Home / News

Most Spam Sites Linked to Just About 10 Domain Name Registrars

New research suggests that more than three quarters of all websites advertised through spam are clustered at just 10 domain name registrars. The data comes from millions of junk messages collected over the past year by Knujon ("no junk" spelled backwards and pronounced "new john"), an anti-spam outfit that works by convincing registrars to dismantle spam sites.

Knujon's co-founder Garth Bruen said the links in spam messages touting fake pharmacies, knock-off designer products, pirated software and phony lending institutions redirect users to a relatively minuscule subset of sites that are generally under the control of a small number of companies.

Read full story: The Washington Post

By CircleID Reporter – CircleID's internal staff reporting on news tips and developing stories. Do you have information the professional Internet community should be aware of? Contact us. Visit Page

CircleID Newsletter The Weekly Wrap

More and more professionals are choosing to publish critical posts on CircleID from all corners of the Internet industry. If you find it hard to keep up daily, consider subscribing to our weekly digest. We will provide you a convenient summary report once a week sent directly to your inbox. It's a quick and easy read.

I make a point of reading CircleID. There is no getting around the utility of knowing what thoughtful people are thinking and saying about our industry.

VINTON CERF
Co-designer of the TCP/IP Protocols & the Architecture of the Internet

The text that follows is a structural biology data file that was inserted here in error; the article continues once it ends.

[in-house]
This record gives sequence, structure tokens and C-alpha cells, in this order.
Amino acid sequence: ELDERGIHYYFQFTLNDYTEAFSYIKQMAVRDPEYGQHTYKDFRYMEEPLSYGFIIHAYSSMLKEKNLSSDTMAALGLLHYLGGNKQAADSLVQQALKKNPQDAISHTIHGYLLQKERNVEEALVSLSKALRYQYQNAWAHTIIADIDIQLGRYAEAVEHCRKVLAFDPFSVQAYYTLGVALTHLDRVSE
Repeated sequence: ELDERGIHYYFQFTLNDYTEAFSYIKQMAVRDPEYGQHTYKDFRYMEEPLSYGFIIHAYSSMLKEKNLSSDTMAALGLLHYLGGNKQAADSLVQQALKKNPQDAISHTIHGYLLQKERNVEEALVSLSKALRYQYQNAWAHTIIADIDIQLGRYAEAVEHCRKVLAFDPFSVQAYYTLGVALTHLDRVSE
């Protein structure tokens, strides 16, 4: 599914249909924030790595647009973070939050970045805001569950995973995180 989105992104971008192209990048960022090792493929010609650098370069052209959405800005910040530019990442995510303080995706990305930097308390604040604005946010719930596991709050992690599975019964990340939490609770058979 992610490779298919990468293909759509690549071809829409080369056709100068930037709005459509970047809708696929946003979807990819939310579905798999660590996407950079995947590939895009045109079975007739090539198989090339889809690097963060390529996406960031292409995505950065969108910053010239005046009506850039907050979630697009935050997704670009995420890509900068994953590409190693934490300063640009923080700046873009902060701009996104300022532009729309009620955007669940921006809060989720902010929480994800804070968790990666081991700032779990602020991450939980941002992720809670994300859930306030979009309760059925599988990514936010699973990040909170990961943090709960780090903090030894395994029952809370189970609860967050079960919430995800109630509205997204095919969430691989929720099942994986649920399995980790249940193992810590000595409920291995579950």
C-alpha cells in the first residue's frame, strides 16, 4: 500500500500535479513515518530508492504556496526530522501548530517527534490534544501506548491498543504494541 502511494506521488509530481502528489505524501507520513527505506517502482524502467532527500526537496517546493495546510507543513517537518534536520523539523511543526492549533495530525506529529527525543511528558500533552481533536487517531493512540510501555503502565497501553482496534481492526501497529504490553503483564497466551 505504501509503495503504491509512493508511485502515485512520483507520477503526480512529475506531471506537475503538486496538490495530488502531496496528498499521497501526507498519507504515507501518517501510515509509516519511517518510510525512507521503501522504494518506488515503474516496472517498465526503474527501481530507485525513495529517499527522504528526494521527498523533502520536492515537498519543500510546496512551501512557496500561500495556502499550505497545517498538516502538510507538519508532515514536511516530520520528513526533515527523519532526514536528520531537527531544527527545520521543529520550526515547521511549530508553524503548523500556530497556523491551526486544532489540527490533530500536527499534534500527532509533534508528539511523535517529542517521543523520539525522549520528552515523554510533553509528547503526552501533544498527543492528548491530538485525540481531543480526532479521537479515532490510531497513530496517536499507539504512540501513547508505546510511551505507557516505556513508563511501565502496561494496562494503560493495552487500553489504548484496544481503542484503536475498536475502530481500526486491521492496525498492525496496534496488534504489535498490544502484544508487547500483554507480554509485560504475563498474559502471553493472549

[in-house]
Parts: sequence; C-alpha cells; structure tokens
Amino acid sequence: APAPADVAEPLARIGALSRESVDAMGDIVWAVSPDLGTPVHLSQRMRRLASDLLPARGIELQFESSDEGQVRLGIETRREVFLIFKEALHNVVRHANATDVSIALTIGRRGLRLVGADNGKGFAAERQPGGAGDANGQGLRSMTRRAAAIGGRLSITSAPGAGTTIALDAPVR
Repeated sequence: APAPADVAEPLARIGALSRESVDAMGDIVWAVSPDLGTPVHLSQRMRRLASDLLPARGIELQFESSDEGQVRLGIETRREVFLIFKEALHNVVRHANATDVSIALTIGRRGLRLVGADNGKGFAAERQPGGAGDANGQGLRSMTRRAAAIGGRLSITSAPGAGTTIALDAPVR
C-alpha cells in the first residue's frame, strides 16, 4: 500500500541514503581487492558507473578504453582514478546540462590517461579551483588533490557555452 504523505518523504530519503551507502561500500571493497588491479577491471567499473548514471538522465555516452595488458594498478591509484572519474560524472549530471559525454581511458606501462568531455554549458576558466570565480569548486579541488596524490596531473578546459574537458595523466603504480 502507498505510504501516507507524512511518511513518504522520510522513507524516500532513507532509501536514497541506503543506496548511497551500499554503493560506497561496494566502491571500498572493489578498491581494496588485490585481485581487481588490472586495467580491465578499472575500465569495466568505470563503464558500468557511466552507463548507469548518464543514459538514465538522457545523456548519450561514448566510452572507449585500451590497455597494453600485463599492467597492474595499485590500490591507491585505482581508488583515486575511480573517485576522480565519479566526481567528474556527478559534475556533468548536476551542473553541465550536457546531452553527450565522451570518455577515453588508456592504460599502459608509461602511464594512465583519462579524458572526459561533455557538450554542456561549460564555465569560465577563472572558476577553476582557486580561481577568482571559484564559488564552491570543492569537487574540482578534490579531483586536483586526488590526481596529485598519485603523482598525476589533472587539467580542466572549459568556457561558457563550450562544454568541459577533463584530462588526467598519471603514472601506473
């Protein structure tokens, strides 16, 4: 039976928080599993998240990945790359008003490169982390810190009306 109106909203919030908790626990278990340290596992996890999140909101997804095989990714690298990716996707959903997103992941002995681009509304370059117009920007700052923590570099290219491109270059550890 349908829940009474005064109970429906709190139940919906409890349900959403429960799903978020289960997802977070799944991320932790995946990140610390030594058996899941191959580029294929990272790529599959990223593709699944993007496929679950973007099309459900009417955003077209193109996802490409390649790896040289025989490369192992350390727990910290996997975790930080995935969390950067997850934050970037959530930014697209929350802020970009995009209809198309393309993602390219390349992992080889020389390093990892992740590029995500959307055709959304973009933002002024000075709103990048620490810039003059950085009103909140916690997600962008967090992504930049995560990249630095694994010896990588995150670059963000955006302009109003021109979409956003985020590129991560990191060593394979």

Comments

Re: Most Spam Sites Linked to Just About 10 Domain Name Registrars By Garth Bruen  –  May 22, 2008 12:06 pm PDT

Consider the Spam Balloon: Knowing that a minority of companies control most of the sites advertised in spam helps put the junk email problem into better perspective. To illustrate this consider a typical spam campaign. The emails are generated by tens of thousands of malware compromised machines and networks on the Internet. They send millions of spam messages to millions of victims. Sounds like a big problem, right? Not exactly. Because the number of actual websites advertised in those millions of messages is rather small in comparison the derivative of a spam campaign is seriously reduced. Reducing the true size even further is the fact that these real websites are held by one or maybe two registrar companies per campaign. Imagine that a spam campaign is a balloon. A balloon is actually made of a very small amount of real material, it only appears bigger because it's full of hot air. The huge volume of sent spam messages is the hot air that pushes the boundaries the Internet's resources, making the problem look bigger than it is. However, the air only stays in the balloon because it is knotted at the bottom. The registrars are this knot.

Graphic here:
http://www.knujon.com/news.html#05202008

Add Your Comments

 To post your comments, please login or create an account.

Related

Topics

Brand Protection

Sponsored byAppdetex

Cybercrime

Sponsored byThreat Intelligence Platform

DNS Security

Sponsored byAfilias

Whois

Sponsored byWhoisXML API

Domain Names

Sponsored byVerisign

Cybersecurity

Sponsored byVerisign

New TLDs

Sponsored byAfilias